Foodtrade East & Southern Africa has launched a Soybean Challenge Fund that is open to applicants in Tanzania and other eight countries across East and Southern Africa.
The fund seeks to stimulate innovative business models in private sector companies and private sector led consortiums that will unlock barriers in the regional soybean value chains.
“The development and improvement of regional soybean value chain systems is the third pillar of our programme, which focuses on enhancing and promoting trade in staple foods, explained Marc Van Uytvanck, the Team Leader of the FoodTrade ESA programme. He added that working with the private sector and other development actors is aimed at promoting the participation of small-scale farmers in the production and marketing of soybeans.
FoodTrade ESA will provide up to 49 per cent of the total proposed budget of proposals received, with successful applicants entitled to grants ranging between £250,000 (approx. Tz shs770m/-) to £800,000 (approx. Tz shs 2.5bn/-) per proposal.
The grants are aimed at stimulating increased production and value addition of soybeans in East and Southern Africa, with benefits anticipated including increased availability of livestock farming inputs, secured livelihoods for small scale soybean farmers, improved supply of soybean crops and processed products, as well as improved access and health for consumers.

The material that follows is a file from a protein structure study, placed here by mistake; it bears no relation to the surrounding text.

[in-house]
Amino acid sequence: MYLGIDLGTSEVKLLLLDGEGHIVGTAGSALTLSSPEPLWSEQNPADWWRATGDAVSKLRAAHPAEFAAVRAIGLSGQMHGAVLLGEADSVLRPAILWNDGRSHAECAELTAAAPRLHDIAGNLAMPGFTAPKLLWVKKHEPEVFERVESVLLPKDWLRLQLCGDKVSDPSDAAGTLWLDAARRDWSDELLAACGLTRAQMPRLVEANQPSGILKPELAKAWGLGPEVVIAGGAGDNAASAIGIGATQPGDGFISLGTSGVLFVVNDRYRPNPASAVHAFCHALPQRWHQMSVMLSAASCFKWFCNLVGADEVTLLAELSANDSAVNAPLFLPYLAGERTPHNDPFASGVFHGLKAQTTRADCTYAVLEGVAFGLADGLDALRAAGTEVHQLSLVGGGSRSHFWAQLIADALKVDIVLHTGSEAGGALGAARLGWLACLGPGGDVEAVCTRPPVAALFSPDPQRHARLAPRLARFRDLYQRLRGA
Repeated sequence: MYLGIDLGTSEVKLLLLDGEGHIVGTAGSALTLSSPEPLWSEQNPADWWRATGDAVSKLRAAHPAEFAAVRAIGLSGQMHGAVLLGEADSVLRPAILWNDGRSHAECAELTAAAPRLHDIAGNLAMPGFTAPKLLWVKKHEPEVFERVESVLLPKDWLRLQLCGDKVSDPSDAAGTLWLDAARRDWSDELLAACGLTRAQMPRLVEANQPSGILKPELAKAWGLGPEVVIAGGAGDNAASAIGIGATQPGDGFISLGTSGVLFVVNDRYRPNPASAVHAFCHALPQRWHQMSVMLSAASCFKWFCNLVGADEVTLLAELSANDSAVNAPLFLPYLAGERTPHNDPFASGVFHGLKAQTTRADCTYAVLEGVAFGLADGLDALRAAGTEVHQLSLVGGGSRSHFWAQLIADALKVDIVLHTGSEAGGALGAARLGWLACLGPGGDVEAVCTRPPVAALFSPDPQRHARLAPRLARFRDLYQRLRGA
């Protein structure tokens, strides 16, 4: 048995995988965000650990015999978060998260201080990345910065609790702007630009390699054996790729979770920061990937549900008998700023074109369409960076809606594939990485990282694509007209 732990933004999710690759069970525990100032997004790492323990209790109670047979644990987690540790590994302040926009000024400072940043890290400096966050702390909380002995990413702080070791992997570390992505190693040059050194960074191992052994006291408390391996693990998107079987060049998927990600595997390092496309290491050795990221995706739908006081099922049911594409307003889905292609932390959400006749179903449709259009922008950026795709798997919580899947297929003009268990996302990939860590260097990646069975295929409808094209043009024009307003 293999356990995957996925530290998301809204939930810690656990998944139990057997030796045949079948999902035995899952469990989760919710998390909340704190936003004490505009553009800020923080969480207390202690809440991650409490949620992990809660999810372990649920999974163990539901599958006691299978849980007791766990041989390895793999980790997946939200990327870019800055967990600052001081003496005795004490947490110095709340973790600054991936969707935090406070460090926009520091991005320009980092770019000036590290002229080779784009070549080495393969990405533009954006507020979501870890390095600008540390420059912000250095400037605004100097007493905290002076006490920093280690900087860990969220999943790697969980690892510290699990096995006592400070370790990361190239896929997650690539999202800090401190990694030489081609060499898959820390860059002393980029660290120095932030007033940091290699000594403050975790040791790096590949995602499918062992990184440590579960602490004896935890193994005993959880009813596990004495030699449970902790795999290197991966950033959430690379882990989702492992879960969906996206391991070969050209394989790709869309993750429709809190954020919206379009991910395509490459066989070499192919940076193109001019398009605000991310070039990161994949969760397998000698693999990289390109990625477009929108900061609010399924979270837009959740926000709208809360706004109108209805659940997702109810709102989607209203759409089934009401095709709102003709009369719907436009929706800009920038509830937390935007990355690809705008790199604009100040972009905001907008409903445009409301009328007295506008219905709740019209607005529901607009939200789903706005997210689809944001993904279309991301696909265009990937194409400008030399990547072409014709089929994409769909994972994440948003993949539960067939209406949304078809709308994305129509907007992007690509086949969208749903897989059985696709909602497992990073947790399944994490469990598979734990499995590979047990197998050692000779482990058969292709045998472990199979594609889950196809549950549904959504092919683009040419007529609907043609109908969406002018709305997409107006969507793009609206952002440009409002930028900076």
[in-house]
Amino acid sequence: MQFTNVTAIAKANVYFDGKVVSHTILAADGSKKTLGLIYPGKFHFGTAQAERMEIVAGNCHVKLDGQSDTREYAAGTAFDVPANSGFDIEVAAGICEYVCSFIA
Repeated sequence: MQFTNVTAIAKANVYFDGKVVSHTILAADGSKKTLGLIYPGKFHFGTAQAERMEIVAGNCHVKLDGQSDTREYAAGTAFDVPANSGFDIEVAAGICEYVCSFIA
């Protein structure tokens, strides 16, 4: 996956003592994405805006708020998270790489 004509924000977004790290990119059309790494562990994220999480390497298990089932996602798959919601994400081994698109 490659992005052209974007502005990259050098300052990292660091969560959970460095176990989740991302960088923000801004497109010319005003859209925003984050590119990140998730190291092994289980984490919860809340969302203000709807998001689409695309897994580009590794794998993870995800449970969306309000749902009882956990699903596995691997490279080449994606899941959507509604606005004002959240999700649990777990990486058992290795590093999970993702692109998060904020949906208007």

The Soybean Challenge Fund is targeted at private sector organisations or private-sector-led consortia in any of the FTESA countries of interest including Tanzania, Zambia, Kenya, Uganda, Rwanda, Burundi, Zimbabwe, Malawi and Mozambique.
These private sector companies along with their partners will be expected to provide small-holders farmers with an off-taker market for soybean produce at a fair price, adequate input supply, as well as agriculture extension and support services, he said.
A wide number of projects are eligible for funding. These include projects involved in: Farmer mobilisation; processing and value addition; bulking and aggregation storage mechanisms; marketing; as well as investments aimed at increasing the production of soybean at the farmer level.